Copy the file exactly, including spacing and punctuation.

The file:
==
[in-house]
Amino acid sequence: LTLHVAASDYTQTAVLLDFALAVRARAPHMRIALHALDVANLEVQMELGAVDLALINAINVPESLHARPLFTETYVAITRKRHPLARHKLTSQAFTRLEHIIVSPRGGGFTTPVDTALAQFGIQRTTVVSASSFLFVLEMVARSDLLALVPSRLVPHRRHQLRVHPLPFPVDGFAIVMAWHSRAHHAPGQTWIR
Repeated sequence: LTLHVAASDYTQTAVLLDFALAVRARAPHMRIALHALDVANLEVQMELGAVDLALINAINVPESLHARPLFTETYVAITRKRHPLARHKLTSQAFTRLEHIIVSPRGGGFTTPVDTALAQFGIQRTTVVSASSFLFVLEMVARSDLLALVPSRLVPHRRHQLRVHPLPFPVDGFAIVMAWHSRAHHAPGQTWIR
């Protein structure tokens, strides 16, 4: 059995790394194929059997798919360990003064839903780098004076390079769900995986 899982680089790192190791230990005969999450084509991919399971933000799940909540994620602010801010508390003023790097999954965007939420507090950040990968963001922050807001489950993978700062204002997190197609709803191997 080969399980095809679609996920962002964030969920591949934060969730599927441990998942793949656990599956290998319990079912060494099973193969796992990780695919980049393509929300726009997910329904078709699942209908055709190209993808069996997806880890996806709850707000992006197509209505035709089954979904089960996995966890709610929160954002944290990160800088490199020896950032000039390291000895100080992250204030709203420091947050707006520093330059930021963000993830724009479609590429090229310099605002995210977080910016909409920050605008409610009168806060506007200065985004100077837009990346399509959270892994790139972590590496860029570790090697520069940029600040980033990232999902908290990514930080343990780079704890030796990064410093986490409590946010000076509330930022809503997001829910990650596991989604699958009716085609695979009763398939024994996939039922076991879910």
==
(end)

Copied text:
[in-house]
Amino acid sequence: LTLHVAASDYTQTAVLLDFALAVRARAPHMRIALHALDVANLEVQMELGAVDLALINAINVPESLHARPLFTETYVAITRKRHPLARHKLTSQAFTRLEHIIVSPRGGGFTTPVDTALAQFGIQRTTVVSASSFLFVLEMVARSDLLALVPSRLVPHRRHQLRVHPLPFPVDGFAIVMAWHSRAHHAPGQTWIR
Repeated sequence: LTLHVAASDYTQTAVLLDFALAVRARAPHMRIALHALDVANLEVQMELGAVDLALINAINVPESLHARPLFTETYVAITRKRHPLARHKLTSQAFTRLEHIIVSPRGGGFTTPVDTALAQFGIQRTTVVSASSFLFVLEMVARSDLLALVPSRLVPHRRHQLRVHPLPFPVDGFAIVMAWHSRAHHAPGQTWIR
């Protein structure tokens, strides 16, 4: 059995790394194929059997798919360990003064839903780098004076390079769900995986 899982680089790192190791230990005969999450084509991919399971933000799940909540994620602010801010508390003023790097999954965007939420507090950040990968963001922050807001489950993978700062204002997190197609709803191997 080969399980095809679609996920962002964030969920591949934060969730599927441990998942793949656990599956290998319990079912060494099973193969796992990780695919980049393509929300726009997910329904078709699942209908055709190209993808069996997806880890996806709850707000992006197509209505035709089954979904089960996995966890709610929160954002944290990160800088490199020896950032000039390291000895100080992250204030709203420091947050707006520093330059930021963000993830724009479609590429090229310099605002995210977080910016909409920050605008409610009168806060506007200065985004100077837009990346399509959270892994790139972590590496860029570790090697520069940029600040980033990232999902908290990514930080343990780079704890030796990064410093986490409590946010000076509330930022809503997001829910990650596991989604699958009716085609695979009763398939024994996939039922076991879910």